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Qi Lu, a search executive who joined Microsoft from Yahoo in 2008, will lead the new Applications and Services Engineering Group. Microsoft's Ballmer said Lu, who had been leading Bing, will be responsible for apps and services in productivity, communication and search, among others.
Though Bing hasn't gained much ground on Google, Microsoft hopes that turning Bing into a platform for developers to embed search into their apps will help. Bing is also powering the new Smart Search feature in Windows 8.1, which returns Web search results along with local results when a PC user does a search query.
Two longtime Microsoft executives are getting new roles that are similar to their old ones.
Satya Nadella, a 22-year Microsoft exec who's been leading Microsoft's $19 billion Server and Tools unit, is leading the new Cloud and Enterprise Engineering Group. Nadella will lead development of data center, database and other enterprise technologies and will also be in charge of Microsoft's data center construction and operations.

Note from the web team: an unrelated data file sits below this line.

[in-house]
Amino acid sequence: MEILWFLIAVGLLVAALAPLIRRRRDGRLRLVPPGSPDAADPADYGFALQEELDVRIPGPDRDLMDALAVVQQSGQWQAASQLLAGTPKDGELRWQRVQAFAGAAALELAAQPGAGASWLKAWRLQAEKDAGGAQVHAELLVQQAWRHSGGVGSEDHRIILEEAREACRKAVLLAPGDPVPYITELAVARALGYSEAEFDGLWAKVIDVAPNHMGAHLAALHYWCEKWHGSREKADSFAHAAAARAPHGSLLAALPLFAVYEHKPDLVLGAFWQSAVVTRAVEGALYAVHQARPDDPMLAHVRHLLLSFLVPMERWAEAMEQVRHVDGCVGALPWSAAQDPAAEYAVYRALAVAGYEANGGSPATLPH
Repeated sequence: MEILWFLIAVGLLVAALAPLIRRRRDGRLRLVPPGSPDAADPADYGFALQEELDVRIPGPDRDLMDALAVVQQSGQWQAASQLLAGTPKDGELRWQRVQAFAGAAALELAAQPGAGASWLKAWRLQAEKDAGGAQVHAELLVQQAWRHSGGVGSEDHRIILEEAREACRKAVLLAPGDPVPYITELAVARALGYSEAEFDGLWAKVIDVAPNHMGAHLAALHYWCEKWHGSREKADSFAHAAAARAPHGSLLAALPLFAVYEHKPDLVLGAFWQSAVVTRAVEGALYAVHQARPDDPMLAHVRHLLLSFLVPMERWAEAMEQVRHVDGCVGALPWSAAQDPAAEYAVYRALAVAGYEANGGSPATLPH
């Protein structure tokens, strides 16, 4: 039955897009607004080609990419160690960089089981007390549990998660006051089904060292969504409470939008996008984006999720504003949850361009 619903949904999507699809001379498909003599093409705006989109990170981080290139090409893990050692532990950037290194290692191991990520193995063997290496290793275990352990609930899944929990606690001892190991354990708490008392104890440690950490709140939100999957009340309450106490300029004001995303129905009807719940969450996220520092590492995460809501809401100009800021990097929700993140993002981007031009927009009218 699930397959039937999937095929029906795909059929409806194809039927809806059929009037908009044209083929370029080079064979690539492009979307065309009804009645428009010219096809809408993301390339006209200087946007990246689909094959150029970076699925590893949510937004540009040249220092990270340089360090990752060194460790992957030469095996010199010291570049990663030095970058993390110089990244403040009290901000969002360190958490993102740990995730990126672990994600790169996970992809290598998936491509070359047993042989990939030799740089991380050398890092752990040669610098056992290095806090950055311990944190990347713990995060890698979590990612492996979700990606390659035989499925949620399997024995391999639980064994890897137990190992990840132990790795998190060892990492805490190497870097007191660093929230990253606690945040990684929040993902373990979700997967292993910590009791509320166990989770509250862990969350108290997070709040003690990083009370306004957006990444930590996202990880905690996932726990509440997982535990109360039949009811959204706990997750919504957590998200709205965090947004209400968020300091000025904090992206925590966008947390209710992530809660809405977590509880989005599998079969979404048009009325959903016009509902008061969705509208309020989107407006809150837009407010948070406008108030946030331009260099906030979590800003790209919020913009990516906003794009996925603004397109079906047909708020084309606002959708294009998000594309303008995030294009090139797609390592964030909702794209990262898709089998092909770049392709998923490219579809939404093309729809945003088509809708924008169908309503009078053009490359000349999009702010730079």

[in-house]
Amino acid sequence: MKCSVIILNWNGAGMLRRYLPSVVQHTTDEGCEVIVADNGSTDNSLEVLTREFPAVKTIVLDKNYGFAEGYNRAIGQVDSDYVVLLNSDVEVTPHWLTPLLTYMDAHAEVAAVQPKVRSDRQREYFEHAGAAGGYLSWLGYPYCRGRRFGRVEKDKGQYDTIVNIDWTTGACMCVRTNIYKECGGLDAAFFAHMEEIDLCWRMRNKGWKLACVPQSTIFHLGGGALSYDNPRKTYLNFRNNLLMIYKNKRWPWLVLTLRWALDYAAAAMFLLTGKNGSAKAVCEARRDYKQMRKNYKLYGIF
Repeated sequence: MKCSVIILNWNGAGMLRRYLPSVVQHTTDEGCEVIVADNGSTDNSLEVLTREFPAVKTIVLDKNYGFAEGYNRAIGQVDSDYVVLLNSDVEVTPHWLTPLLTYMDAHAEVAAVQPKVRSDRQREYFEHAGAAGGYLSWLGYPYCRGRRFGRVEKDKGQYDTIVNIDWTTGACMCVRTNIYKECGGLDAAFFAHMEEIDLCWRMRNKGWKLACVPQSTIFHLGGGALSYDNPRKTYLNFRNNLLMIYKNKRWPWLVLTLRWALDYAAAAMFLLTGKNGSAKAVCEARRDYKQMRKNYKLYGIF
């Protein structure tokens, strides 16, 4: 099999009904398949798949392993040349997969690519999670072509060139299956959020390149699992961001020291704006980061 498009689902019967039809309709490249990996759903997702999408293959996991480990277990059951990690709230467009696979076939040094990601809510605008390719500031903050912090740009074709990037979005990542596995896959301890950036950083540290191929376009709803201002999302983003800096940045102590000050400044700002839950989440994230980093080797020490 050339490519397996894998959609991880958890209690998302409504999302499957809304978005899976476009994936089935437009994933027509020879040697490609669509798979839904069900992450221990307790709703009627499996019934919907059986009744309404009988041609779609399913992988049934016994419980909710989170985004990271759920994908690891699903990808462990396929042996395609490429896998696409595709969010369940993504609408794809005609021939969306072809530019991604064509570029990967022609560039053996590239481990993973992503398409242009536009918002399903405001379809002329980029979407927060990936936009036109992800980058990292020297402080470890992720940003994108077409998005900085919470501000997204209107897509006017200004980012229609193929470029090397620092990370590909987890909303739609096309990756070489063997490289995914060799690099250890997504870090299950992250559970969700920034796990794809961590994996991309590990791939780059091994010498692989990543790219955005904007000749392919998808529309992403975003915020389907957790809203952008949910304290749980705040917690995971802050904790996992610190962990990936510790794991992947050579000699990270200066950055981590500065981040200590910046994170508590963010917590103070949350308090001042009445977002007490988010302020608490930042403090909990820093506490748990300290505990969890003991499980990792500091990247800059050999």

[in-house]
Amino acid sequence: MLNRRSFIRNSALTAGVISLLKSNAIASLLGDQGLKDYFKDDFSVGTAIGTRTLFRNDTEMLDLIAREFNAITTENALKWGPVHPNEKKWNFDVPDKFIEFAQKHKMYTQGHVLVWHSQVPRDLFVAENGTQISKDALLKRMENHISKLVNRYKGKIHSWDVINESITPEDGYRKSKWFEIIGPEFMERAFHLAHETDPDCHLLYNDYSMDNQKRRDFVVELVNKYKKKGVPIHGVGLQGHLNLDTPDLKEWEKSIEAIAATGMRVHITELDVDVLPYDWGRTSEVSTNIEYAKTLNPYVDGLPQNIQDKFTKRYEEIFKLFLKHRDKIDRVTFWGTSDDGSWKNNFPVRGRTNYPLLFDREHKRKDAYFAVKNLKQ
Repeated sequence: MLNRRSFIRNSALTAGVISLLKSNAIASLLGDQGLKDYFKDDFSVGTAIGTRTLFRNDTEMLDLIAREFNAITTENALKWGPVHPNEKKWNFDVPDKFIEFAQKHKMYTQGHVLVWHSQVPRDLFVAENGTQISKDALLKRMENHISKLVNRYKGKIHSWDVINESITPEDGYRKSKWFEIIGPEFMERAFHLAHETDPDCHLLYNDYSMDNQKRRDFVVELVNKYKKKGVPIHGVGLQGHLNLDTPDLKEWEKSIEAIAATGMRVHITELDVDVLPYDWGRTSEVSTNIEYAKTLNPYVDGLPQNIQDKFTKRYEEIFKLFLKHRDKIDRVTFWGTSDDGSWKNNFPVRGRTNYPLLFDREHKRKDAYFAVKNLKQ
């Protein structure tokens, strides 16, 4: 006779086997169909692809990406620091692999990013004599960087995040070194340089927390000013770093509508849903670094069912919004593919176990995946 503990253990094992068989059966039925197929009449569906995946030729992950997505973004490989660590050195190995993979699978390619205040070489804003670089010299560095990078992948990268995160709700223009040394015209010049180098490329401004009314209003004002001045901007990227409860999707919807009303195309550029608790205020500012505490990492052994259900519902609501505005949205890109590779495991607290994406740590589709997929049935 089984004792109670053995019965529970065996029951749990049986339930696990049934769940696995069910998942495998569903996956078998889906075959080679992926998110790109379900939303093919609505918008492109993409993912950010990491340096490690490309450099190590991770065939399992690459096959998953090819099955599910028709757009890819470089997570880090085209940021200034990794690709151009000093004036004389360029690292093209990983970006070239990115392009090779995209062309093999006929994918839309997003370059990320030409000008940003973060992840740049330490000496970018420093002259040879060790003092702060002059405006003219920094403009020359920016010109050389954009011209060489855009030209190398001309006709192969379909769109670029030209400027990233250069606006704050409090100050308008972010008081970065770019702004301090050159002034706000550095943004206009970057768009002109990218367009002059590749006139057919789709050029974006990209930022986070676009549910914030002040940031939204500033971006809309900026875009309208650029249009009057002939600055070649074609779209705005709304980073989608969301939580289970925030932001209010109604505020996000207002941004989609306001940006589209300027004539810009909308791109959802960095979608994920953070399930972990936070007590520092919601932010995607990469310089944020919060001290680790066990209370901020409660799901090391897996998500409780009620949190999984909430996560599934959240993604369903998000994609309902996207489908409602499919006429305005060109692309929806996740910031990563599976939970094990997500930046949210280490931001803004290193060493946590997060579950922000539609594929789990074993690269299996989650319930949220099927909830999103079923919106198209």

Tami Reller, a 12-year vet who's been holding down the Windows CFO and CMO jobs, will lead Microsoft's new Marketing group. She'll be assisted by Mark Penn, the former political public relations guru whom Microsoft hired last July to help hone its anti-Google marketing efforts.
Kurt DelBene, a 21-year Microsoft long-timer and president of the Office division, is not part of the new structure and will be retiring, Ballmer said.